Due to the highly regulated nature of the business, nursing homes (more so than ALFs) have no shortage of documentation within their files. Even a short stay of less than a month in a nursing home will fill a 3-inch binder with care-related records. However, a resident’s claims may not be well documented within the nursing home chart. Furthermore, while Adverse Incident Reports must be filed with the State, they are not generally produced or even subject to discovery in litigation, absent unusual circumstances. Most nursing homes and ALFs specifically spell out on their internal Accident or Incident Report forms that the document is “not part of the patient’s chart” therefore when the chart copy is requested, the critical information that the nursing home has on the Accident or Incident Report, and the state-required Adverse Incident Report, is not made available to the resident, the claimant or their attorney (unless those details were also included in the narrative nursing records).
Long-term care facilities have long been subject to intense scrutiny over poor documentation and obviously fraudulent documentation. Nursing home documentation of care provided when the resident is out of the facility (perhaps for a holiday weekend with family, at dialysis outside the facility, or in the hospital) is unfortunately, not unusual. Alarmingly, documentation asserting that medications and treatments were provided to a resident, in detail, on the day after a resident’s death is not unheard of. The many examples of such charting have created a crisis in credibility of some nursing home charts.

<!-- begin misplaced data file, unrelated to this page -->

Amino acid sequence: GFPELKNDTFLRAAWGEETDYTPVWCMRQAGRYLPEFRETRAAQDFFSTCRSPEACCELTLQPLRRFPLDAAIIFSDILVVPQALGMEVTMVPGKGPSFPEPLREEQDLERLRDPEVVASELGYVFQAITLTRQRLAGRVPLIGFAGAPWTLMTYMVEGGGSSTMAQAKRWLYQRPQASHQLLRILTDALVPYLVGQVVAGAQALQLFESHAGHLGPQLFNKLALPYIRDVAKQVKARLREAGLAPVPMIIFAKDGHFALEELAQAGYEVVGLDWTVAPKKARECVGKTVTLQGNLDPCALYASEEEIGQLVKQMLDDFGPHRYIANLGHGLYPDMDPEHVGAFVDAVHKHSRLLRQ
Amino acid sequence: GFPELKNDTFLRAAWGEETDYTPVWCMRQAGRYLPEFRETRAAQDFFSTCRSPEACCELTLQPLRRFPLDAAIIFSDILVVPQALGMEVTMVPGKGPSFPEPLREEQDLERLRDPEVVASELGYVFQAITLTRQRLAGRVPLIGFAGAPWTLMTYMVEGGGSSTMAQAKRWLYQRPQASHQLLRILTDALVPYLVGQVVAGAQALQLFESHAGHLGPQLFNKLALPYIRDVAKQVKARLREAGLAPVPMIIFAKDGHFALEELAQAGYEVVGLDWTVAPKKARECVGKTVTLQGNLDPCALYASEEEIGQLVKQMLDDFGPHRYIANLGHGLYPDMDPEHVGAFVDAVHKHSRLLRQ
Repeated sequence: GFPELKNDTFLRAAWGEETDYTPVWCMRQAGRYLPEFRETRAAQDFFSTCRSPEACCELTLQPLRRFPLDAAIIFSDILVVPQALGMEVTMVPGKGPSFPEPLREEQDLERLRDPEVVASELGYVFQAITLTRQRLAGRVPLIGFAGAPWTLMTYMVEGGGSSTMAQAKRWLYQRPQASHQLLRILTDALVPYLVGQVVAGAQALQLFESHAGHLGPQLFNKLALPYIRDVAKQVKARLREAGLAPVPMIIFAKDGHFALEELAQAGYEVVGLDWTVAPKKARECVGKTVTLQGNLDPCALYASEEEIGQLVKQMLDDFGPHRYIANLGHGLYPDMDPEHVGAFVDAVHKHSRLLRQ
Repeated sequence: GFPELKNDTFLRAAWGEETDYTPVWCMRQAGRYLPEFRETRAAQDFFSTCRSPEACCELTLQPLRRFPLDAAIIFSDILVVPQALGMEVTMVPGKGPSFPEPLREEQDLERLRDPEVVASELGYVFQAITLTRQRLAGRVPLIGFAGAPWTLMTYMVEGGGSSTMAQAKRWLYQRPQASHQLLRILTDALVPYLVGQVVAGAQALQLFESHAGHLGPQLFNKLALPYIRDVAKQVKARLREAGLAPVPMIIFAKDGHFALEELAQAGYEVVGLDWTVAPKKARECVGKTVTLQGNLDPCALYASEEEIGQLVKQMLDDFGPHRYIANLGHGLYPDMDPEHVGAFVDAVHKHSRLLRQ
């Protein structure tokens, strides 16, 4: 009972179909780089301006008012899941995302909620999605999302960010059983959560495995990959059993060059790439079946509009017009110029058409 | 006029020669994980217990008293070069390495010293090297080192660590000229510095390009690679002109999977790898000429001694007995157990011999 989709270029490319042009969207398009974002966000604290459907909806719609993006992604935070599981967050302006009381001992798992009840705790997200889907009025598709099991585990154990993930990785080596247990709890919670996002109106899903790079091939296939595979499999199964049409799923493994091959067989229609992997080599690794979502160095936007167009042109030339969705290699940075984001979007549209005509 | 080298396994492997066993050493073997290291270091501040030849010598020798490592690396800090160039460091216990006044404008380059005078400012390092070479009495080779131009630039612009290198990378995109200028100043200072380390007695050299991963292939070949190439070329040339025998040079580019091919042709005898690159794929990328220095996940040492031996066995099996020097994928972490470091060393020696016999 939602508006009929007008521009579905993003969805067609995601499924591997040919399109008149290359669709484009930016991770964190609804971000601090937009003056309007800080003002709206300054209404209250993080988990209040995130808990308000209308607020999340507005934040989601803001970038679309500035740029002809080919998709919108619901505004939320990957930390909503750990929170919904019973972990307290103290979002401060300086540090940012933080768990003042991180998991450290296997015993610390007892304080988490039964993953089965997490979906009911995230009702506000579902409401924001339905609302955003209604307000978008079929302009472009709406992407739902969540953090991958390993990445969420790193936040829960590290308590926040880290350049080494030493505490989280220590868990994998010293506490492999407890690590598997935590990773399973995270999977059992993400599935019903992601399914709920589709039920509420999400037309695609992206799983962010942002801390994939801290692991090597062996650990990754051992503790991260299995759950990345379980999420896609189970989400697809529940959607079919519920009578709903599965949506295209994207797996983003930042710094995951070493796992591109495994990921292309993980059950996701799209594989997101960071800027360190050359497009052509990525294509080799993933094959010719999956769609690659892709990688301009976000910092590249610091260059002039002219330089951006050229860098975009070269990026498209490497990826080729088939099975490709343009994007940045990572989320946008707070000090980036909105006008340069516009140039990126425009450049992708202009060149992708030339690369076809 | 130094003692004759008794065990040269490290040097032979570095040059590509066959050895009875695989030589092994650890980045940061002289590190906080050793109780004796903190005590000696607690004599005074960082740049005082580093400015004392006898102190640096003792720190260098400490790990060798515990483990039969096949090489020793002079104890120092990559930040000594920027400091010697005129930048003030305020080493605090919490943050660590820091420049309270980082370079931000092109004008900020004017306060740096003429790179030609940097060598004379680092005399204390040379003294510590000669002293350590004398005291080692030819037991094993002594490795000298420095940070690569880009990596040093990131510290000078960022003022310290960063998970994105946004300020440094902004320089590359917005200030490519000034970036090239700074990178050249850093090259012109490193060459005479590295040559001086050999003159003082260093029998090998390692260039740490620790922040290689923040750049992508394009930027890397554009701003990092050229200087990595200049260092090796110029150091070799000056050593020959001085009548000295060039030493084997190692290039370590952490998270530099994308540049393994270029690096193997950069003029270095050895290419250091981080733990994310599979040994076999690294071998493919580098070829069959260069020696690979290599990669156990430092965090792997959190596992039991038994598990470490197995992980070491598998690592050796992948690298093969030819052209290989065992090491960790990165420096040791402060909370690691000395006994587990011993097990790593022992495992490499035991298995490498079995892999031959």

In the Assisted Living Facility setting, documentation requirements are much less voluminous and specific. As such, one Assisted Living Facility may provide documentation that is very detailed, perhaps even with the level of detail found in many nursing home charts, while another similar facility on the other side of town may contain only the sparsest of documentation regarding the residents’ daily activities.